Microsoft (NASDAQ:MSFT) cloud computing services are now American built and European approved. Microsoft knows the effects of European privacy regulations on its business to be detrimental at times, but today the American technology firm is getting the thumbs up from the data protection authorities of all 28 European Union member states for its cloud computing services.
The news came in the form of a post on The Official Microsoft Blog early Thursday morning. Brad Smith, General Counsel and Executive Vice President of Legal and Corporate Affairs at Microsoft, wrote the post detailing how the approval benefits Microsoft customers.
“This is an important week for the protection of our customers’ privacy. The European Union’s data protection authorities have found that Microsoft’s enterprise cloud contracts meet the high standards of EU privacy law. This ensures that our customers can use Microsoft services to move data freely through our cloud from Europe to the rest of the world. Building on this approval, we will now take proactive steps to expand these legal protections to benefit all of our enterprise customers,” he wrote.
The approval allows Microsoft to utilize its cloud-based products in European Union countries, which have much stricter data privacy laws on the books than Microsoft’s native United States. The blog post names Microsoft Azure, Office 365, Microsoft Dynamics CRM, and Windows Intune as products affected by the approval.
All are Microsoft products that work with cloud computing in some way. Microsoft Azure is Microsoft’s cloud computing platform that targets business customers. Office 365 is a Microsoft Office service that brings the familiar package of programs into cloud computing. Microsoft Dynamics CRM is a business product that deals with sales, customer service and marketing solutions. Windows Intune is a management system for businesses.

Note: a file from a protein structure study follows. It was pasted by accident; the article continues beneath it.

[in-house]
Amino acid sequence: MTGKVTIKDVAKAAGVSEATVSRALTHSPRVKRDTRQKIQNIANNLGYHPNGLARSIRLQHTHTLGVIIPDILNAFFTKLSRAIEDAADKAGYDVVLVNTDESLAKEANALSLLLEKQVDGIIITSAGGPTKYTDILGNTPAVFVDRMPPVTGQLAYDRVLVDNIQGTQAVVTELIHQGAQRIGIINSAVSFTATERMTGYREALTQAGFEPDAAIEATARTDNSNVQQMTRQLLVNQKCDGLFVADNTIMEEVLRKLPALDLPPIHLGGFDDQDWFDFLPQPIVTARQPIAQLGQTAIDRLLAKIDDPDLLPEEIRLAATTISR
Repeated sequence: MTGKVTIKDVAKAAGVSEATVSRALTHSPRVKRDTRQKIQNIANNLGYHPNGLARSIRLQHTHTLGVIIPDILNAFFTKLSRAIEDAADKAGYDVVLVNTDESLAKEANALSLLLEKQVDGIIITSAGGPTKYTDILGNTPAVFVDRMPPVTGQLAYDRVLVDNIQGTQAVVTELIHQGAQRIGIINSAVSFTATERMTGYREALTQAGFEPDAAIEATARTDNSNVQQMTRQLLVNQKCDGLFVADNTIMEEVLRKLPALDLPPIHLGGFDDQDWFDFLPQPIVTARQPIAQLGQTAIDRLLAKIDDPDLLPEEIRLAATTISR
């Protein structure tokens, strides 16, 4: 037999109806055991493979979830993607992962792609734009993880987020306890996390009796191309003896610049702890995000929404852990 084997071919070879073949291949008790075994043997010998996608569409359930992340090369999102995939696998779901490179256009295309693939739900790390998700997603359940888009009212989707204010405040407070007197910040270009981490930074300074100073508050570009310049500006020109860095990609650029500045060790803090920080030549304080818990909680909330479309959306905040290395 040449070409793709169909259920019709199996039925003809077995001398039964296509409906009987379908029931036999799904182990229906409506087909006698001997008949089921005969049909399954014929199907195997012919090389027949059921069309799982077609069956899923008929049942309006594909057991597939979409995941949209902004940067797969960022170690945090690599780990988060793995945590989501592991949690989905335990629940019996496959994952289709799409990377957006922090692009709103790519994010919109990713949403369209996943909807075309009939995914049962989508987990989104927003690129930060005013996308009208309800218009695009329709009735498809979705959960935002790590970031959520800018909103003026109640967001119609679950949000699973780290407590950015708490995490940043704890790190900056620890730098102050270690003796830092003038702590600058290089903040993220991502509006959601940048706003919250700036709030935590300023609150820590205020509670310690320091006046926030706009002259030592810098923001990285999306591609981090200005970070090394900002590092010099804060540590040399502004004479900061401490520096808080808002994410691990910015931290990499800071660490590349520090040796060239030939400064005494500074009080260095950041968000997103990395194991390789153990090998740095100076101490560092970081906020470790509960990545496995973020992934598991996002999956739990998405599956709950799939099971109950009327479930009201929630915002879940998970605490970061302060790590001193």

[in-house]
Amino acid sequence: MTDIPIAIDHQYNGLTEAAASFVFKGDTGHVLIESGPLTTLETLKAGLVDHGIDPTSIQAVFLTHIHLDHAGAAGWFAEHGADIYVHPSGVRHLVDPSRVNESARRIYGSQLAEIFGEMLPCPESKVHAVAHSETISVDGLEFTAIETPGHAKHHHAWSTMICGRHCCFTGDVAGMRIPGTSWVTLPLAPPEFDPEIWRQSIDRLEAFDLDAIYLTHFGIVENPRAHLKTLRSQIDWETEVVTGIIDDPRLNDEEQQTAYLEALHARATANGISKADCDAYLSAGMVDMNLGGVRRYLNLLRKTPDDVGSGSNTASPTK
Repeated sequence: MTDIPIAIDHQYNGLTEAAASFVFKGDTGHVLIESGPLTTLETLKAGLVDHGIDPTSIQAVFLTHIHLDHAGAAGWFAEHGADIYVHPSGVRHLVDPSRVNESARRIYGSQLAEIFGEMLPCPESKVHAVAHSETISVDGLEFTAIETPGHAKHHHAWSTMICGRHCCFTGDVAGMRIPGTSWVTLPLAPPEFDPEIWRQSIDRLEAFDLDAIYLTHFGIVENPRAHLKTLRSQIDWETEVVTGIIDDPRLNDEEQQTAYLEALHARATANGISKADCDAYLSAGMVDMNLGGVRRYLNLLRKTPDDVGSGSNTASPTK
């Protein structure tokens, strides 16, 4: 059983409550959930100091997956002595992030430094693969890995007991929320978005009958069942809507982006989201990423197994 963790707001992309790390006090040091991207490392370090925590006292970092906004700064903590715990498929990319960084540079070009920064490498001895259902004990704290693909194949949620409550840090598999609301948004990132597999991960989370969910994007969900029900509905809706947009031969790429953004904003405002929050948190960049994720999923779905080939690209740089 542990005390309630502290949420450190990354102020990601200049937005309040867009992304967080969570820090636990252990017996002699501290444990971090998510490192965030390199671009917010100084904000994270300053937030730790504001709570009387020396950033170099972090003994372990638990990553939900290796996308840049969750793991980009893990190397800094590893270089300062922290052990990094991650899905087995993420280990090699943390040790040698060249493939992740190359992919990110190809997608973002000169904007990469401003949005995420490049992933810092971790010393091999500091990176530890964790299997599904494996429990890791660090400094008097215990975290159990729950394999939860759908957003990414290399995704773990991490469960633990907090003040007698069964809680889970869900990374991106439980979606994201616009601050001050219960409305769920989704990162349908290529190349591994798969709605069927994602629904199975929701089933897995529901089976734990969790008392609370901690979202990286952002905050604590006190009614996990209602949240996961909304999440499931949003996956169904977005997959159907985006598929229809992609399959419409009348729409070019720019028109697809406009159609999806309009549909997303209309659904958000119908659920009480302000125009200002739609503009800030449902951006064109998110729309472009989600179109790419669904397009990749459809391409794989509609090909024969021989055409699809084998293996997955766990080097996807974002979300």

Microsoft’s past dealings with the European regulators have not always resulted in good news for Microsoft. In October 2012, the European Commission fined Microsoft for violating its antitrust laws in that Microsoft did not offer a screen that allowed PC users to pick their preferred browser.
European data protections require a much more stringent approach to protecting data. Its twelve model clauses detail the compliance standard that companies must follow to get approval. Microsoft’s enterprise cloud contracts met this standard, allowing the company to do business.
Smith also notes in the blog post that users will only trust their data to companies they consider secure enough to protect that data. He concludes that it is just the beginning. Microsoft will send out notices starting on July 1 to inform customers of addendums to their current agreements as per the deal, he writes.
TechCrunch reports that this is in the midst of Microsoft’s latest efforts to demonstrate the company’s commitment to protecting user data. Other companies making similar moves include Yahoo (NASDAQ:YHOO), Facebook (NASDAQ:FB), Google (NASDAQ: GOOG) (NASDAQ: GOOGL), and others, especially in light of NSA whistleblower Edward Snowden’s revelations last summer and the Heartbleed bug, which revealed vulnerabilities in the encryption that was supposed to keep users safe.